The costly issue of receiving anesthesia during a colonoscopy has become a hot topic.
While gastroenterologists often let patients decide how much sedation they'd like when they have the procedure, a growing number of patients are discovering that they've been put under by an anesthesiologist, or nurse anesthetist, who then charges extra for their services.
In some cases, this can leave the patient with unexpected bills that may not be covered or only partly covered by their insurer.
As National Public Radio reported in March, whether you're put under by an anesthesiologist may also depend a lot more on where you live and who gets paid than on patient preference, according to a study in the Journal of the American Medical Association.
For example, people in the Northeast are given anesthesia services 59 per cent of the time compared to 13 percent in Western states, where insurers have balked at paying the extra cost, deciding that most people do fine with sedation administered by the doctor.
The study, by the RAND corporation, found that use of anesthesia services has grown overall from just 14 percent of patients in 2003 to 30 percent by 2009. Most of that increase was for healthy people who didn't have a condition that would require anesthesia, NPR reported.
And this month, the New York Times reported on a husband and wife who each chose a gastroenterologist who participated in their insurance plan to perform their colonoscopies. Each spouse's doctor then chose full anesthesia administered by an anesthesiologist, who turned out not to be covered by the couple's insurance.
According to the Times, the couple are now fending off lawyers and a debt collection agency over thousands of dollars in unresolved charges.
As the wife told the newspaper: "Doctors adopt practices that cost more, insurers pay less, and patients get stuck with a tab that in many cases is inflated and arbitrary."
Most patients who undergo the endoscopy procedure that allows doctors to check for colon cancer opt for "twilight sleep," also called "conscious sedation," that relies on sedatives to block pain and relax the patient during the exam, but allows them to remain conscious. The sedative dose is administered by the gastroenterologist.
In recent years, insurers have begun paying for anesthesia with propofol, a fast-acting drug that must be administered by an anesthesiologist or nurse anesthetist. Patients are fully anesthetized for the exam, but regain consciousness quickly.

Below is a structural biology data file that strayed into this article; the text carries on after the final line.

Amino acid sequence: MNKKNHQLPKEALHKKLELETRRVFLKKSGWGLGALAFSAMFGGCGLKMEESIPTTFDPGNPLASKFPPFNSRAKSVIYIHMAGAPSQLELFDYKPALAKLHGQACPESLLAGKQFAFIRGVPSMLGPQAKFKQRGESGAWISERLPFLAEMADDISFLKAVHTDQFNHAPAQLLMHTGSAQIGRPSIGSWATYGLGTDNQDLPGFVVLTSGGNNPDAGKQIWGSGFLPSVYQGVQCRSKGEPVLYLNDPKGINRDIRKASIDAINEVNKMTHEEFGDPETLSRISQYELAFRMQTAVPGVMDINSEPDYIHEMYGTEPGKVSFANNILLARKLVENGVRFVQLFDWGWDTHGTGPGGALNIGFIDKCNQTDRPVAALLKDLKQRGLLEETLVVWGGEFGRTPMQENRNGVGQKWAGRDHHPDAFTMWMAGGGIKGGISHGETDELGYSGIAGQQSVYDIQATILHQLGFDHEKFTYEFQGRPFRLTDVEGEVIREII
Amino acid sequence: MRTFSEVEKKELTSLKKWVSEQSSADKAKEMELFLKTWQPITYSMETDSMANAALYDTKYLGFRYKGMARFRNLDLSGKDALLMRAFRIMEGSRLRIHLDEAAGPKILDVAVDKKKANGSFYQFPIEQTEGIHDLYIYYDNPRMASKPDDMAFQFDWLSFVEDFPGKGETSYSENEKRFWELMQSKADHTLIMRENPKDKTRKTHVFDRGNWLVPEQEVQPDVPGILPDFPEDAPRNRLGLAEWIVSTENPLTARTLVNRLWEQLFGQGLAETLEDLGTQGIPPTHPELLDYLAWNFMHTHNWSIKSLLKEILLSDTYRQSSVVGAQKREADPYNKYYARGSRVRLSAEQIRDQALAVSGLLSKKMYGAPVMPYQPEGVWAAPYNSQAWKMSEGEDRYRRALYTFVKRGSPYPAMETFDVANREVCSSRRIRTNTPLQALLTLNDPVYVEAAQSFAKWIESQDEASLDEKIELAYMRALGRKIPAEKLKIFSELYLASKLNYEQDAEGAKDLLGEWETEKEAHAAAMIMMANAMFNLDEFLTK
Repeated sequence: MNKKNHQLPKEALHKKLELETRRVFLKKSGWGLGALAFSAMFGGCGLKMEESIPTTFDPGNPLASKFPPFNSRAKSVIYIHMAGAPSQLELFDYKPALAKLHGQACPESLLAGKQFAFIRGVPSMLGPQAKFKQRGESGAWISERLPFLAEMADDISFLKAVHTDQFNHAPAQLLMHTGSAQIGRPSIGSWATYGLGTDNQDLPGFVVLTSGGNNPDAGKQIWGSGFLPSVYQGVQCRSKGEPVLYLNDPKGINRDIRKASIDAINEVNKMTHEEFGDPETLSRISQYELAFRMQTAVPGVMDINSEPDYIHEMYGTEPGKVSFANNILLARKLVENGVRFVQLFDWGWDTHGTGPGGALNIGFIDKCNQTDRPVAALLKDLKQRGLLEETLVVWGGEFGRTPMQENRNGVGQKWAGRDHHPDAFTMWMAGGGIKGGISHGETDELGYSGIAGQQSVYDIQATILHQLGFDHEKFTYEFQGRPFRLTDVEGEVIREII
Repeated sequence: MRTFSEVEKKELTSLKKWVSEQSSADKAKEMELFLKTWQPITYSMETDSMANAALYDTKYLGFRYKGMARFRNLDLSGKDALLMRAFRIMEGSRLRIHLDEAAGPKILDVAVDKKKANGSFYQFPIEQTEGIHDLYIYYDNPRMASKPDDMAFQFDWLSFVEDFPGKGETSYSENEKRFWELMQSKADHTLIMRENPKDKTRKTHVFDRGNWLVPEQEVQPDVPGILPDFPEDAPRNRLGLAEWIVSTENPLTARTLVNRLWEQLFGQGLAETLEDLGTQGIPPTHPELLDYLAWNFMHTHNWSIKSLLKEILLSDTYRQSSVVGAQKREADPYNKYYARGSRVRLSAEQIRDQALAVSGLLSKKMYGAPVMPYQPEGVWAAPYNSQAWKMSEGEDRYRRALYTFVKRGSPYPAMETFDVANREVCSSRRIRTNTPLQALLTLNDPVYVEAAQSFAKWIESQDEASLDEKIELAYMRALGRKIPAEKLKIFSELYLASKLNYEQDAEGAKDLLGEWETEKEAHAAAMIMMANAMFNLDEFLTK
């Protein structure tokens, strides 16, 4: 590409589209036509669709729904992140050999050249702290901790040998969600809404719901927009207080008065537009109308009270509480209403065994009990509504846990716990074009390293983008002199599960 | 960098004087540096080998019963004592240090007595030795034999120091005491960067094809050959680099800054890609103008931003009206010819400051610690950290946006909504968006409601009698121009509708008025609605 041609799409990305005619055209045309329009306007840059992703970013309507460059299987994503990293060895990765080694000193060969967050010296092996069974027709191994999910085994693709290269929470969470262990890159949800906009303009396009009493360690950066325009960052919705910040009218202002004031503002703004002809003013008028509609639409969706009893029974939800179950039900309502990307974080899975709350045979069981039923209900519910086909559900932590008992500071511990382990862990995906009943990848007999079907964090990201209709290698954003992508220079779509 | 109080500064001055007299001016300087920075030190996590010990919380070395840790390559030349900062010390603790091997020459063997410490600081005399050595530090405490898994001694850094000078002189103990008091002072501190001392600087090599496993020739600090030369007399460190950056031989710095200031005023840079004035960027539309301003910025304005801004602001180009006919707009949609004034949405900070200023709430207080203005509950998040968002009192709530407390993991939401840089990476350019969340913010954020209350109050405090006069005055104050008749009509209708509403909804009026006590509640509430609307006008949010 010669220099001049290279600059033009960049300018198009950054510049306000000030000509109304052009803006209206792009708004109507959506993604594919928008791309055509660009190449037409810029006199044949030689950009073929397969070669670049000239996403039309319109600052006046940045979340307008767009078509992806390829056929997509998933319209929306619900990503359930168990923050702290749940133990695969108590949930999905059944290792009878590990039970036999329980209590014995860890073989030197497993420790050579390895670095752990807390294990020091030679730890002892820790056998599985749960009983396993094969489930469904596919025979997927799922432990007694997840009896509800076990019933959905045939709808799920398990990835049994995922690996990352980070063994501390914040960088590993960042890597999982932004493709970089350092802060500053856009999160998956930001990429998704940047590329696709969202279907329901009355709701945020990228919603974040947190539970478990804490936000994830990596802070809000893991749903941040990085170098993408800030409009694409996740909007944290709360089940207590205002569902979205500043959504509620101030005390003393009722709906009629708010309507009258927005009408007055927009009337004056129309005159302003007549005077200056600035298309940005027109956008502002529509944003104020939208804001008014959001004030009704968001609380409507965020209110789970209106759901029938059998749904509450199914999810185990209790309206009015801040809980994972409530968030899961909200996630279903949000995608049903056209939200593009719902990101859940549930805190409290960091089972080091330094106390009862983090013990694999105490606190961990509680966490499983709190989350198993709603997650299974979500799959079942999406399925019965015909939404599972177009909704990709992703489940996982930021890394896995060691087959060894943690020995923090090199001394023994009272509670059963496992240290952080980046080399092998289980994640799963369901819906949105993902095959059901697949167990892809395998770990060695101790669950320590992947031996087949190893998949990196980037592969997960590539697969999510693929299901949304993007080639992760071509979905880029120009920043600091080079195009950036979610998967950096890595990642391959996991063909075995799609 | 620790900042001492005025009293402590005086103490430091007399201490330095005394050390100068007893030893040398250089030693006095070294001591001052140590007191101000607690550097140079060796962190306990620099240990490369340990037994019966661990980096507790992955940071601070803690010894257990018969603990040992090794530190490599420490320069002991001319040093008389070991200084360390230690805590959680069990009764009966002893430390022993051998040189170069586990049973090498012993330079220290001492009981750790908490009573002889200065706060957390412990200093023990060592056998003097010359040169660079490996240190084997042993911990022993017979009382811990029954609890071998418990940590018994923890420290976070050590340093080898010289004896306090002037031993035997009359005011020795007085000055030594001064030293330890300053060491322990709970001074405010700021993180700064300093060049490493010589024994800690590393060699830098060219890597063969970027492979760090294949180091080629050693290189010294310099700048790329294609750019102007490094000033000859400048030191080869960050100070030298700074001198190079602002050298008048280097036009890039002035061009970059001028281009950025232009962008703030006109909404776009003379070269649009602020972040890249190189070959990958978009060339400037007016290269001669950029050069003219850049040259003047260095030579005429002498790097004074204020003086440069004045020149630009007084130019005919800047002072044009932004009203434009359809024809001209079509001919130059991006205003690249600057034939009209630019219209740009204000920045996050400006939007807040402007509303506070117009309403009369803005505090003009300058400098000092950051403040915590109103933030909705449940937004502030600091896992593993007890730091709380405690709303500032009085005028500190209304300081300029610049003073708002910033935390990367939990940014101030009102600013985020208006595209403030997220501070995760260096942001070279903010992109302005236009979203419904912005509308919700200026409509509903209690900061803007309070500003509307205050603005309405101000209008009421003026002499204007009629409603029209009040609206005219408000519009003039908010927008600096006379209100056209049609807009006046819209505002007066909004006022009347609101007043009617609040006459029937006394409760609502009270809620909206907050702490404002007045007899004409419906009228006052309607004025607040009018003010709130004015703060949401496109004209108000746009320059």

Medicare covers the costs, as do some private insurers.
Gastroenterologists, who get paid the same whether they administer sedation or an anesthesiologist does, say they can work more efficiently and handle more cases if an anesthesiologist is involved. Some also say that patients recover more easily after full anesthesia, although there is no clear scientific evidence to support this, according to the Times.
Plus -- let's be honest -- many people prefer to be completely under during their colonoscopy, despite the extra cost.
So how do you avoid any unpleasant financial surprises following your colonoscopy? Ask lots of questions beforehand.
As the Times article recommends:
* Ask about what kind of anesthesia will be used and who is going to administer it.
* If your doctor insists on an anesthesiologist or a nurse anesthetist, you have two options: find a gastroenterologist who administers sedation on his or her own, or make sure the anesthesiologist is covered by your plan.
In other health news:
New guidelines say exercise, vitamin D supplements may prevent falls. Reuters reports that older adults who are at high risk of falls should have physical therapy and take vitamin D supplements to reduce their chance of injury, according to new recommendations from a government-backed panel. According to the panel, Vitamin D, exercise and physical therapy can reduce the risk of falling by 13 to 17 percent.
Can POM pomegranate juice say it protects against heart disease, erectile dysfunction? Judge says 'nope.' The Washington Post reports on the ongoing feud between the feds and POM pomegranate juice, which has made health claims the government says are unproven. A judge recently ruled that POM lacked sufficient scientific support for many of the claims it makes in print ads and on its Web site and told the company to knock it off. In response, the company ran a big newspaper ad saying people should judge for themselves.
Aspirin may help lower skin cancer risk. A Danish study suggests that regular aspirin use, which doctors have long recommended for heart attack and stroke prevention, also may help reduce the risk of some forms of skin cancer, CNN.com reports.
Change in kosher status prompts run on Trader Joe's chocolate chips. The Wall Street Journal reports on how a labeling change on Trader Joe's chocolate chips prompted customers to begin hoarding packages of the original chips.
Photo credit: seniorhealthmoment.com